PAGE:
Nigerian charged for trying to blow up U.S. airliner

Sat Dec 26, 2009 10:36pm GMT

By Kevin Krolicki and Jeremy Pelofsky

DETROIT/WASHINGTON (Reuters) - A Nigerian man with possible links to al Qaeda militants was charged on Saturday for trying to blow up a U.S. passenger plane with an explosive device on approach into Detroit, U.S. officials said.

The suspect, who was being treated for extensive burns at a Michigan hospital, was overpowered by passengers and crew on the Christmas Day flight from Amsterdam. The passengers, two of whom suffered minor injuries, disembarked safely from the Delta Air Lines plane.

"We believe this was an attempted act of terrorism," a White House official told Reuters.

The Justice Department said in a statement that the man, whom it identified as Umar Farouk Abdulmutallab, 23, from Nigeria, had been charged with attempting to blow up the plane by setting alight the explosive device that was attached to his body.

He was due to make a court appearance later on Saturday, it said.

A preliminary FBI analysis found that the device contained PETN, also known as pentaerythritol. That was one of the explosives carried by Richard Reid, the "shoe bomber" who was convicted of trying to blow up a plane headed to the United States months after the 2001 attacks.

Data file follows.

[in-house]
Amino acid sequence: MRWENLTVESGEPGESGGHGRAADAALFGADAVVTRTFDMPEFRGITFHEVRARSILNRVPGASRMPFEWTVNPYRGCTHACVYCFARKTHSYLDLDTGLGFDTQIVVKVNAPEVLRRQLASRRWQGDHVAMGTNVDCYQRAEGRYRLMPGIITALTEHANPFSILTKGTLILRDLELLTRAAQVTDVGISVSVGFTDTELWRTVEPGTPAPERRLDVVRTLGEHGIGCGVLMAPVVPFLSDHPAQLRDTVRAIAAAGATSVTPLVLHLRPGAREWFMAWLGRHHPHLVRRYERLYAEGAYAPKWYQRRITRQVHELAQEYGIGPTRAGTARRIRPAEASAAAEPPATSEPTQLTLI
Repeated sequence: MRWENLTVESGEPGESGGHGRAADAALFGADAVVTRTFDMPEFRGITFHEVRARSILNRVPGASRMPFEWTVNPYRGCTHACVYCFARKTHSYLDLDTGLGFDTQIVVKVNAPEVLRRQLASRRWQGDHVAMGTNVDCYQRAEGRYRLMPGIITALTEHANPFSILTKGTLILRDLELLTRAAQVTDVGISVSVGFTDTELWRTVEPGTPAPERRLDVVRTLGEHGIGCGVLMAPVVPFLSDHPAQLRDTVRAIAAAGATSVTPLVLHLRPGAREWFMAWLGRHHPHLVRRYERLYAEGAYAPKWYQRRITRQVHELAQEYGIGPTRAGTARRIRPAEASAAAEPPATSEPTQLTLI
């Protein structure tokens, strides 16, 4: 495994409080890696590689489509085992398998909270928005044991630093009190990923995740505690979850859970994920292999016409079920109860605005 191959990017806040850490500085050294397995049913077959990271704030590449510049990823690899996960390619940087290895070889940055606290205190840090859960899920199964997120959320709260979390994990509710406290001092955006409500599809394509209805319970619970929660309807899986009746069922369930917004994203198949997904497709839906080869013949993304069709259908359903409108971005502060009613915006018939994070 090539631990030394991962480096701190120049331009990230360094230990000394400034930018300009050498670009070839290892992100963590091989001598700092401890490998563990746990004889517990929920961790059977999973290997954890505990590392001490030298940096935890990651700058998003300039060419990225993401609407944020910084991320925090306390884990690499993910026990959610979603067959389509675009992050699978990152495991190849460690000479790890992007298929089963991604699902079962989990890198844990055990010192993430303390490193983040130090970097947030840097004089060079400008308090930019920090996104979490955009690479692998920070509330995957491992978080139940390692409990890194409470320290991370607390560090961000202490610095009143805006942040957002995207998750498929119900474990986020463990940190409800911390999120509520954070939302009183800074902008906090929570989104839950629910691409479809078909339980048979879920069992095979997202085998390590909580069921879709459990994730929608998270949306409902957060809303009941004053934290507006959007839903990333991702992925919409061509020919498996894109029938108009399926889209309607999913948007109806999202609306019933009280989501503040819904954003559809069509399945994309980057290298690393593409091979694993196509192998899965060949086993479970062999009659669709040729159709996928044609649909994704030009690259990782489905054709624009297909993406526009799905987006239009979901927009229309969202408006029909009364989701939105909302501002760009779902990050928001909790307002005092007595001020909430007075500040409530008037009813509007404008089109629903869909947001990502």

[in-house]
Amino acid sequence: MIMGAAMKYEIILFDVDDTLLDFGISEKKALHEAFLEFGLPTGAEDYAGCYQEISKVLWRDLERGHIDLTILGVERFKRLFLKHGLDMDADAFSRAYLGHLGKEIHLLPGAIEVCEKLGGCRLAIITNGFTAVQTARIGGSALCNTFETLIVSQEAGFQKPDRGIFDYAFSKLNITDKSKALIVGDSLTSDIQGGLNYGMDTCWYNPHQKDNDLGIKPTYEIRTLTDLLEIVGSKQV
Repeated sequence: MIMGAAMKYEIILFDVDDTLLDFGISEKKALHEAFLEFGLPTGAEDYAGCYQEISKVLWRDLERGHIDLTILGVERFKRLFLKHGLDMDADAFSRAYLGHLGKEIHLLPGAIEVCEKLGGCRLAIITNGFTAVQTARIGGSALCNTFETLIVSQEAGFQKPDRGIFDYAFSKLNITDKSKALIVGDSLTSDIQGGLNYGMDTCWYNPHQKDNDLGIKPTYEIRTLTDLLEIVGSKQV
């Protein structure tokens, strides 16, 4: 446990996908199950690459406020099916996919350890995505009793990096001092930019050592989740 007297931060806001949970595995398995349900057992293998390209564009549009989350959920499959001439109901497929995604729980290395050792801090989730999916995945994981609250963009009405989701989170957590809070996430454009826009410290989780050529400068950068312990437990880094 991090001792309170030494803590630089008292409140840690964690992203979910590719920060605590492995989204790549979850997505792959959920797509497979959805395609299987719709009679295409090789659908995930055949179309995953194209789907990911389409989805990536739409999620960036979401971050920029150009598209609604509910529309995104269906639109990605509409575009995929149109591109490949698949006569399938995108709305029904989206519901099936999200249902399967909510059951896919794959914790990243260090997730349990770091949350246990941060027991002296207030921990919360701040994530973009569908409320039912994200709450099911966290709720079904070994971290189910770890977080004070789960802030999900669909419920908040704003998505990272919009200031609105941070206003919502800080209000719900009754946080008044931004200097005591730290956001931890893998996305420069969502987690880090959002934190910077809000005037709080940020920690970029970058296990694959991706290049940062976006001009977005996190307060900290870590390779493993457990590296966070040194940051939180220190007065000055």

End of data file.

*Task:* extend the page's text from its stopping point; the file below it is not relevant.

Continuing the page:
"This alleged attack on a U.S. airplane on Christmas Day shows that we must remain vigilant in the fight against terrorism at all times," Attorney General Eric Holder said in the statement.

"We will continue to investigate this matter vigorously, and we will use all measures available to our government to ensure that anyone responsible for this attempted attack is brought to justice."   Continued...

<p>Police watch as a locksmith packs away his tools after helping them at a property during an investigation in a mansion block in London December 26, 2009, in connection with a failed attack on a U.S. airplane. REUTERS/Luke MacGregor</p>
Powered by Reuters AlertNet. AlertNet provides news, images and insight from the world's disasters and conflicts and is brought to you by Reuters Foundation.